「Gender Politics in Japan」
Kiyoteru Tsutsui (Professor, Sociology/Freeman Spogli Institute for International Studies, Stanford University)
Charles Crabtree (Assistant Professor in the Department of Government at Dartmouth College)
Recent years have seen issues around gender discrimination occupy prominent space in Japan’s political debates. From same-sex marriage to married couples’ last names, conservatives offer arguments in defense of the status quo while progressives call for changes to empower women and LGBTQ communities. Where is the public opinion on those issues, and what type of framing might move it? We answer these questions in an experimental survey on same-sex marriage, married couples’ last names, and female representation in the Diet and corporate boards. The results show that the Japanese public generally supports women’s advancement in society, pointing to a need for changes in the selection mechanism for candidates for critical positions. On same-sex relations, bias against them remains more persistent, especially among older generations, but support increases when the issue is framed in terms of human rights.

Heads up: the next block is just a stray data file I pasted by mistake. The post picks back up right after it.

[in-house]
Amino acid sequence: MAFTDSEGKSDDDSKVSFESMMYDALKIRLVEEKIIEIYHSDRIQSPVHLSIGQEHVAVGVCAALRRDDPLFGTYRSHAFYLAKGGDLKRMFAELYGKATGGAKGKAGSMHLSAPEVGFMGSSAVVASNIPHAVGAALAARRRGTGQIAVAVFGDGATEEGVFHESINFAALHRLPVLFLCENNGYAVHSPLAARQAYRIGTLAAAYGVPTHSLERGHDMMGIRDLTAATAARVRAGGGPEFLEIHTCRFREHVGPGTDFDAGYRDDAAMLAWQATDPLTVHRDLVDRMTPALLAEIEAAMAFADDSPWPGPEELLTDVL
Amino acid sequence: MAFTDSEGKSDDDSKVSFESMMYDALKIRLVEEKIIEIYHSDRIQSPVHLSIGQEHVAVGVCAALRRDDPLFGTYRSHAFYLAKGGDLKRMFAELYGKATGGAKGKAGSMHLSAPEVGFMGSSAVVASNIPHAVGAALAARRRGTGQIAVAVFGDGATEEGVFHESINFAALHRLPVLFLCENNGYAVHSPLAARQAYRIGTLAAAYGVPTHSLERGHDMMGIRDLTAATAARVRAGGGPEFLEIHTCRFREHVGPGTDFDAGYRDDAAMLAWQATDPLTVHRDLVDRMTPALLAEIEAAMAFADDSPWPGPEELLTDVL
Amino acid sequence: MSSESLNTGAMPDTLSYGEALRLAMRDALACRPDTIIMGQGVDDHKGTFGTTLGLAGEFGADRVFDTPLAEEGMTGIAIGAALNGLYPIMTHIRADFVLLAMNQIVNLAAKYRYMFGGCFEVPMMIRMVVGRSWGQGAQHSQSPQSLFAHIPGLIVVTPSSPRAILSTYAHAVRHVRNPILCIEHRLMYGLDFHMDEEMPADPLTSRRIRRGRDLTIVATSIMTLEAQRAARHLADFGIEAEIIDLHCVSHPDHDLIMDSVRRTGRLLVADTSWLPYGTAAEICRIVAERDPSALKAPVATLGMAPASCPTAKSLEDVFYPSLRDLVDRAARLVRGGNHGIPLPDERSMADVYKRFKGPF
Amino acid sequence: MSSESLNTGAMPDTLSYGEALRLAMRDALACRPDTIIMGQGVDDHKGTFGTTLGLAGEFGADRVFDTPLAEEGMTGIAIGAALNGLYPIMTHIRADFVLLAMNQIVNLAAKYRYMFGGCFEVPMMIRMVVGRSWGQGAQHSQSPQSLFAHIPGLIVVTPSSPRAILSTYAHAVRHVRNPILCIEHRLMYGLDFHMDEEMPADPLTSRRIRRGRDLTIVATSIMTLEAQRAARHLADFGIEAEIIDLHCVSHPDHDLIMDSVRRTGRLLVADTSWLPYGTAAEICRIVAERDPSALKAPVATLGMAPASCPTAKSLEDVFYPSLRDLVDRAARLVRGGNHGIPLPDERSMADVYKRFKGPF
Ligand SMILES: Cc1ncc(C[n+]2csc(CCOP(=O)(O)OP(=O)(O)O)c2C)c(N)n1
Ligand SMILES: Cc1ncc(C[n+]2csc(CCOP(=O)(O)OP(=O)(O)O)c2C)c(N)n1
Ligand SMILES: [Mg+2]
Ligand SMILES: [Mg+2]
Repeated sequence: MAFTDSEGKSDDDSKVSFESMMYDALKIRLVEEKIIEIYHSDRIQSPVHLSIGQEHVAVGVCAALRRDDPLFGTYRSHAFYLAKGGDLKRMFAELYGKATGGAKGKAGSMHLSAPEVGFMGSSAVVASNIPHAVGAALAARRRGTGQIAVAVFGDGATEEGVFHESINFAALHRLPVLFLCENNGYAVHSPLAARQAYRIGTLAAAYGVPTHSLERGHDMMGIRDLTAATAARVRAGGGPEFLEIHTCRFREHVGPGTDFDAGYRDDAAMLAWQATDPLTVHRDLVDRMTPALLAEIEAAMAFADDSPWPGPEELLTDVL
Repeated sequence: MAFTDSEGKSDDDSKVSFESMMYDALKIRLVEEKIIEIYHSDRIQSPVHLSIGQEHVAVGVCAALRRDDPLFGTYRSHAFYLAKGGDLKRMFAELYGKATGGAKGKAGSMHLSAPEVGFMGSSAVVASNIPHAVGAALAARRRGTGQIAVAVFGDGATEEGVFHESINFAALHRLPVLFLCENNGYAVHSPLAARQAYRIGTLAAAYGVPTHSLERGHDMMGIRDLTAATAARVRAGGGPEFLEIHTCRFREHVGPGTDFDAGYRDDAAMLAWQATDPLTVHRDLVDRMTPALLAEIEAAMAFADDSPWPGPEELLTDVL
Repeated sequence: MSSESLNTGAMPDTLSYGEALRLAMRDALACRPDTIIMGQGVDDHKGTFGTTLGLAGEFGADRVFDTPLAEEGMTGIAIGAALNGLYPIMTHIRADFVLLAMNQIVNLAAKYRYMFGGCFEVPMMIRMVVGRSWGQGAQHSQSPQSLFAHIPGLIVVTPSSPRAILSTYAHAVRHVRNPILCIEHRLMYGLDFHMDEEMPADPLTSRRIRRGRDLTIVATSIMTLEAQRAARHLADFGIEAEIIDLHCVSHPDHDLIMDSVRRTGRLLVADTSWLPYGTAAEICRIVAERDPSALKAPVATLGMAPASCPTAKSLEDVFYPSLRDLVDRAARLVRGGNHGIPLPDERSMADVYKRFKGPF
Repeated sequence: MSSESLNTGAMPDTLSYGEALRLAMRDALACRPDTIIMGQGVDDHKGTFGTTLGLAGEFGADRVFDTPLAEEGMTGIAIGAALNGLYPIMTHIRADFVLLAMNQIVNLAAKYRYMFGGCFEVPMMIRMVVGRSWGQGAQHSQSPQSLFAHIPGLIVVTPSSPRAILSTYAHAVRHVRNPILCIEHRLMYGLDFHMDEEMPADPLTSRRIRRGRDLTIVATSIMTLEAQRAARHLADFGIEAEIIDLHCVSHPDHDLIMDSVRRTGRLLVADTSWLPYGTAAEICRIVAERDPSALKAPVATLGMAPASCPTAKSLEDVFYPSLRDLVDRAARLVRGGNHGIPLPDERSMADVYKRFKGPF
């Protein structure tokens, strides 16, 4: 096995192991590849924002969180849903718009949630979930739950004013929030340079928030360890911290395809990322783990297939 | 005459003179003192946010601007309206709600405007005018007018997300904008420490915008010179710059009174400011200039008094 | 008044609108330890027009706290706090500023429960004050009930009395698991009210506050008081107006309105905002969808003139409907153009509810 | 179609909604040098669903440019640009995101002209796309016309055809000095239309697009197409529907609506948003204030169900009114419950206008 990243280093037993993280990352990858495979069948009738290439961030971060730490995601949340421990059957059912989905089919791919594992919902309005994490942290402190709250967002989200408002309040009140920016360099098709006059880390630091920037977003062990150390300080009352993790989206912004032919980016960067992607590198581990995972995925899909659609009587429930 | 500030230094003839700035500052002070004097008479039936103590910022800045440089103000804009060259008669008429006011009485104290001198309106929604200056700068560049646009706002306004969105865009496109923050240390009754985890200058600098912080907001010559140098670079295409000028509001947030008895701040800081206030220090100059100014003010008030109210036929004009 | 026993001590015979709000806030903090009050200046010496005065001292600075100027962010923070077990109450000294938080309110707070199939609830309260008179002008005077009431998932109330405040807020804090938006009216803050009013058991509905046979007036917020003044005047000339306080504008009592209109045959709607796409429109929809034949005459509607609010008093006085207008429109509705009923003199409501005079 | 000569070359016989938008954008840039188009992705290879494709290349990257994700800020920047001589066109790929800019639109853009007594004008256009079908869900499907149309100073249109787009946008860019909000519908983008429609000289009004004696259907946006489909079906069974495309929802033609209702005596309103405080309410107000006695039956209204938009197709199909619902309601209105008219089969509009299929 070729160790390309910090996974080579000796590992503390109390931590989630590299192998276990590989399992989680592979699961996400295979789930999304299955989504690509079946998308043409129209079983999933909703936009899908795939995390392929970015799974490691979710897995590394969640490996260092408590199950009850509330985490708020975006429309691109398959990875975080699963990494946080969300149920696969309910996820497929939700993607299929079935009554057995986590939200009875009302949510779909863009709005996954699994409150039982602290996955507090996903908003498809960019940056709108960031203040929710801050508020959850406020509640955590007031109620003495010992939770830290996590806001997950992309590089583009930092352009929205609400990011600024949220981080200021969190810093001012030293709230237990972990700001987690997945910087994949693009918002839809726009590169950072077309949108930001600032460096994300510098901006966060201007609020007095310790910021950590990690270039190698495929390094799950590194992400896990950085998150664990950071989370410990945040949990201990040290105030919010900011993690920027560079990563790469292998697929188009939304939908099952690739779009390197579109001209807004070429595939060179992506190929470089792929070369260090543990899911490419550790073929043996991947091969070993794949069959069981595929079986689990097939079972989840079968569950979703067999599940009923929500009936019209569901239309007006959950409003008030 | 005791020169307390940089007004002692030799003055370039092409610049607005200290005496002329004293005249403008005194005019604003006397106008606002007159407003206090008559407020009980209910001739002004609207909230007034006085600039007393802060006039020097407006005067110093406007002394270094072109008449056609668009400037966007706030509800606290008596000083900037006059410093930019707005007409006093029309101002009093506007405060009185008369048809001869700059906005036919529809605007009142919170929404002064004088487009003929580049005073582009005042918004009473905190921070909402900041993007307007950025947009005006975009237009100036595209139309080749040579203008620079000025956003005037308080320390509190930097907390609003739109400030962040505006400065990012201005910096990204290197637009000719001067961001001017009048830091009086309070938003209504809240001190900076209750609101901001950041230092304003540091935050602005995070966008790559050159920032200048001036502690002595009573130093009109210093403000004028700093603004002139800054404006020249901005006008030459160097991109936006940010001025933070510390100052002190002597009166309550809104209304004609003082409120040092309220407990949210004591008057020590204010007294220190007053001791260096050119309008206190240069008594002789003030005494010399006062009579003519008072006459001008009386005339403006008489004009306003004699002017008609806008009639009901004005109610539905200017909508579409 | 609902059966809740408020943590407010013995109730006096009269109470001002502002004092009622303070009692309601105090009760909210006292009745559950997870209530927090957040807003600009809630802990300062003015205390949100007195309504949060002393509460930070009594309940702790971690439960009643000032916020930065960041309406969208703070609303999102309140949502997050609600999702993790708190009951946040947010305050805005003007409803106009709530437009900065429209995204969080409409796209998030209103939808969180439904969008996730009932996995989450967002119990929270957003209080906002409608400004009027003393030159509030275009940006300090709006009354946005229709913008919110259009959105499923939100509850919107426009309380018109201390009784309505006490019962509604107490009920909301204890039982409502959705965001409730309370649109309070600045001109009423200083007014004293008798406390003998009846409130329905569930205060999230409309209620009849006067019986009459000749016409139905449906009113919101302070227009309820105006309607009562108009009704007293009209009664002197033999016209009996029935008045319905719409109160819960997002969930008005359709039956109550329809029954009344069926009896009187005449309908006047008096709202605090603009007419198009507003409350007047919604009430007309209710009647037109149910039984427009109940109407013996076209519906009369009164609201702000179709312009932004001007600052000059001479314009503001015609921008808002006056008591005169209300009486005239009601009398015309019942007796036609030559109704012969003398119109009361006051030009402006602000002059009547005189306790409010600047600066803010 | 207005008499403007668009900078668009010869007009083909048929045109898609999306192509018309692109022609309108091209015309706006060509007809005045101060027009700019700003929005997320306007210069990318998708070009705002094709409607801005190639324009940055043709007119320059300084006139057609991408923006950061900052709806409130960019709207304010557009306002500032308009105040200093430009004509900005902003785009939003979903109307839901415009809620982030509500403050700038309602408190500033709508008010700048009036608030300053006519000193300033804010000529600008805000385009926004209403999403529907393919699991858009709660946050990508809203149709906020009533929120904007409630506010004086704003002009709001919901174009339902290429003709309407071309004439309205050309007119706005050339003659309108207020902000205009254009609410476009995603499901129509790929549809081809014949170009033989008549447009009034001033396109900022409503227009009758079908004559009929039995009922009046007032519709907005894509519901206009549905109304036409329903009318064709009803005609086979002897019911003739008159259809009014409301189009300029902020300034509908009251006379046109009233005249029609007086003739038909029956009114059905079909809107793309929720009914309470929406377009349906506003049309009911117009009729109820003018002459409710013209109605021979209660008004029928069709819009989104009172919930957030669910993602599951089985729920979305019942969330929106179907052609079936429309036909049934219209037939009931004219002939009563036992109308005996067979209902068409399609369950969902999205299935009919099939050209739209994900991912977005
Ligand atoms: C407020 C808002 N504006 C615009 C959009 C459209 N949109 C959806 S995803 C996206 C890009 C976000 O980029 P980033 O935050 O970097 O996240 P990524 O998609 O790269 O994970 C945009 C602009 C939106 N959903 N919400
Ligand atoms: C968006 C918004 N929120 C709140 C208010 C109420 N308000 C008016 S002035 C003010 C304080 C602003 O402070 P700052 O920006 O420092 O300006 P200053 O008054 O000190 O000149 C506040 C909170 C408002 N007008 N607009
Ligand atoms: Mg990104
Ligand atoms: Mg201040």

Kiyoteru Tsutsui is Henri H. and Tomoye Takahashi Professor of Japanese Studies, Deputy Director of the Shorenstein Asia Pacific Research Center (APARC), Director of the Japan Program at APARC, Senior Fellow of the Freeman Spogli Institute for International Studies, Co-Director of the Center for Human Rights and International Justice, and Professor of Sociology, all at Stanford University.
Charles Crabtree is an Assistant Professor in the Department of Government at Dartmouth College. He is also an affiliate faculty in the Department of Eastern European, Eurasian, and Russian Studies, the Department of Sociology, the Program in Social Science, and the Arthur L. Irving Institute. He is, at the same time, a Senior Fellow at the Tokyo Foundation for Policy Research.